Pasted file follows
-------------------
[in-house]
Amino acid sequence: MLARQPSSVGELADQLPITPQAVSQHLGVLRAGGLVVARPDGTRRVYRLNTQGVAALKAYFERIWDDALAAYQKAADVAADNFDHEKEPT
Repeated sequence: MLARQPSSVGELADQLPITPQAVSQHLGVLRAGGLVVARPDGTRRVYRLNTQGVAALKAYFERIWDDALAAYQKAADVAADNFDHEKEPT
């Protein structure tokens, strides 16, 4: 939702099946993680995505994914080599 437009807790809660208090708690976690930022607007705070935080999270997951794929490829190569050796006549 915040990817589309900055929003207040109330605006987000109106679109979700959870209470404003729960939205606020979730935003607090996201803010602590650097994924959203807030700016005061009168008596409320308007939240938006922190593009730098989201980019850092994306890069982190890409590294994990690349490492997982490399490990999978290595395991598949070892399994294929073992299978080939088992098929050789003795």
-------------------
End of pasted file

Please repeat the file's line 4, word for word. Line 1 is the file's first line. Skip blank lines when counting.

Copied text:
């Protein structure tokens, strides 16, 4: 939702099946993680995505994914080599 437009807790809660208090708690976690930022607007705070935080999270997951794929490829190569050796006549 915040990817589309900055929003207040109330605006987000109106679109979700959870209470404003729960939205606020979730935003607090996201803010602590650097994924959203807030700016005061009168008596409320308007939240938006922190593009730098989201980019850092994306890069982190890409590294994990690349490492997982490399490990999978290595395991598949070892399994294929073992299978080939088992098929050789003795």